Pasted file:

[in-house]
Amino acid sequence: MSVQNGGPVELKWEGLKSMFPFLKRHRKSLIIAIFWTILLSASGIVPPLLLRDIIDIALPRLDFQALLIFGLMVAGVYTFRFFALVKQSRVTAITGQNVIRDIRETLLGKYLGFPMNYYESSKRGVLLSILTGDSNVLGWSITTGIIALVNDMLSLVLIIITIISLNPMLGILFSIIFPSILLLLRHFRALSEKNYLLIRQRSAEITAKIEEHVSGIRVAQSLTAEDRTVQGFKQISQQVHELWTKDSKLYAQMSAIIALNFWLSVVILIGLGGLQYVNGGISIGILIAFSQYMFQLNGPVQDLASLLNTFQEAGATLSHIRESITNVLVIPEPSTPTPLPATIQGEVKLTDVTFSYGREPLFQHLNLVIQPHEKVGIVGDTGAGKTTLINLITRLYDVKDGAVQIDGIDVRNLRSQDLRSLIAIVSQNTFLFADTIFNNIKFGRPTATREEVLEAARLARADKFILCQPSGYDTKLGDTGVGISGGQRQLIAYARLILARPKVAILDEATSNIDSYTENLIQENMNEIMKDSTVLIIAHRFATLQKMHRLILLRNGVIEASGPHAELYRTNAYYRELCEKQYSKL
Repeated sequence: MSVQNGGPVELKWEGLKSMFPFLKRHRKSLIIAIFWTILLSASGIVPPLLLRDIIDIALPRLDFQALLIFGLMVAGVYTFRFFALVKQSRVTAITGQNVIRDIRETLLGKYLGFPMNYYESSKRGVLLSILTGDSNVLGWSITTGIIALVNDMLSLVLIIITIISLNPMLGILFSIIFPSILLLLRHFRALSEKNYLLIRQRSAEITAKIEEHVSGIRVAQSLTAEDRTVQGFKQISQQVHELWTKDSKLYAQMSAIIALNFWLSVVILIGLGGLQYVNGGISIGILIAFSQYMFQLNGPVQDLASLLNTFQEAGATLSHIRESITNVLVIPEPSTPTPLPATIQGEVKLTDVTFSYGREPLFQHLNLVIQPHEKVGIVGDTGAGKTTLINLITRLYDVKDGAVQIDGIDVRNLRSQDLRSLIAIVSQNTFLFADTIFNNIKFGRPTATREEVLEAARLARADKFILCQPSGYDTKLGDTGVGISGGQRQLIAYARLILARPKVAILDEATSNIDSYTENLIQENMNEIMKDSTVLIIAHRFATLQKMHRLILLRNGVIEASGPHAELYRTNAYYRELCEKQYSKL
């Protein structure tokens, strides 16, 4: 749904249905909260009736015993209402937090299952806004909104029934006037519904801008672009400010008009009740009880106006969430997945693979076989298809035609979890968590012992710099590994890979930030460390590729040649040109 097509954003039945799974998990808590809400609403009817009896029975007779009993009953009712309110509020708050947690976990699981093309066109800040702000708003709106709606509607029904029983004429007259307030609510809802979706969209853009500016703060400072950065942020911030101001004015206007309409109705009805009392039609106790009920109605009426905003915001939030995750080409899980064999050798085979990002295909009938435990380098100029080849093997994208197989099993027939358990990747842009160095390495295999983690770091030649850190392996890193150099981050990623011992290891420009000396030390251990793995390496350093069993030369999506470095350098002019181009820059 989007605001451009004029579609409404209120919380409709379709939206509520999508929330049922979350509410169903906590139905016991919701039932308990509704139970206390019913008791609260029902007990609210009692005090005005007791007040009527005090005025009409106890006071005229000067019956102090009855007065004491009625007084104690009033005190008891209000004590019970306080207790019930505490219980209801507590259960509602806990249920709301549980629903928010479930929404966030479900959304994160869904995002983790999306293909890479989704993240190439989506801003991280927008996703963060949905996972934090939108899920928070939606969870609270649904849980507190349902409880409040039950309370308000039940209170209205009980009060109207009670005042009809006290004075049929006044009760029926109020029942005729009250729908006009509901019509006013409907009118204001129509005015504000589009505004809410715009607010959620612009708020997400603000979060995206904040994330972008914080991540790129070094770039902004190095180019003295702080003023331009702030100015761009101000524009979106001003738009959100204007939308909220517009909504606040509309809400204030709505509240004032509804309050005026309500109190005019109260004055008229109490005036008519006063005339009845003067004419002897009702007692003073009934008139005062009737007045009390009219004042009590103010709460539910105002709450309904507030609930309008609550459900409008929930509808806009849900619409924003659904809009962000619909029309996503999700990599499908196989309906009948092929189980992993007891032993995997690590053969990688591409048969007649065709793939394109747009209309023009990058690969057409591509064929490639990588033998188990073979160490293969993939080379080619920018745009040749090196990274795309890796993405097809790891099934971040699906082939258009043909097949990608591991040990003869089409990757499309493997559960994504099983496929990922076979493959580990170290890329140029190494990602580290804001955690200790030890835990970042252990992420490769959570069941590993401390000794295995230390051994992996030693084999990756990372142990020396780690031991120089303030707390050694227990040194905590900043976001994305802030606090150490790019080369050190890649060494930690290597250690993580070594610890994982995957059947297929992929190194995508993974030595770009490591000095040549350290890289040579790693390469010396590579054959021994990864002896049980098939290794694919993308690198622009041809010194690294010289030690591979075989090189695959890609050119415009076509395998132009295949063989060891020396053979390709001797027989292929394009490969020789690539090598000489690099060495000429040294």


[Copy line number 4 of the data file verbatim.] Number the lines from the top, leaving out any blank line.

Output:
């Protein structure tokens, strides 16, 4: 749904249905909260009736015993209402937090299952806004909104029934006037519904801008672009400010008009009740009880106006969430997945693979076989298809035609979890968590012992710099590994890979930030460390590729040649040109 097509954003039945799974998990808590809400609403009817009896029975007779009993009953009712309110509020708050947690976990699981093309066109800040702000708003709106709606509607029904029983004429007259307030609510809802979706969209853009500016703060400072950065942020911030101001004015206007309409109705009805009392039609106790009920109605009426905003915001939030995750080409899980064999050798085979990002295909009938435990380098100029080849093997994208197989099993027939358990990747842009160095390495295999983690770091030649850190392996890193150099981050990623011992290891420009000396030390251990793995390496350093069993030369999506470095350098002019181009820059 989007605001451009004029579609409404209120919380409709379709939206509520999508929330049922979350509410169903906590139905016991919701039932308990509704139970206390019913008791609260029902007990609210009692005090005005007791007040009527005090005025009409106890006071005229000067019956102090009855007065004491009625007084104690009033005190008891209000004590019970306080207790019930505490219980209801507590259960509602806990249920709301549980629903928010479930929404966030479900959304994160869904995002983790999306293909890479989704993240190439989506801003991280927008996703963060949905996972934090939108899920928070939606969870609270649904849980507190349902409880409040039950309370308000039940209170209205009980009060109207009670005042009809006290004075049929006044009760029926109020029942005729009250729908006009509901019509006013409907009118204001129509005015504000589009505004809410715009607010959620612009708020997400603000979060995206904040994330972008914080991540790129070094770039902004190095180019003295702080003023331009702030100015761009101000524009979106001003738009959100204007939308909220517009909504606040509309809400204030709505509240004032509804309050005026309500109190005019109260004055008229109490005036008519006063005339009845003067004419002897009702007692003073009934008139005062009737007045009390009219004042009590103010709460539910105002709450309904507030609930309008609550459900409008929930509808806009849900619409924003659904809009962000619909029309996503999700990599499908196989309906009948092929189980992993007891032993995997690590053969990688591409048969007649065709793939394109747009209309023009990058690969057409591509064929490639990588033998188990073979160490293969993939080379080619920018745009040749090196990274795309890796993405097809790891099934971040699906082939258009043909097949990608591991040990003869089409990757499309493997559960994504099983496929990922076979493959580990170290890329140029190494990602580290804001955690200790030890835990970042252990992420490769959570069941590993401390000794295995230390051994992996030693084999990756990372142990020396780690031991120089303030707390050694227990040194905590900043976001994305802030606090150490790019080369050190890649060494930690290597250690993580070594610890994982995957059947297929992929190194995508993974030595770009490591000095040549350290890289040579790693390469010396590579054959021994990864002896049980098939290794694919993308690198622009041809010194690294010289030690591979075989090189695959890609050119415009076509395998132009295949063989060891020396053979390709001797027989292929394009490969020789690539090598000489690099060495000429040294």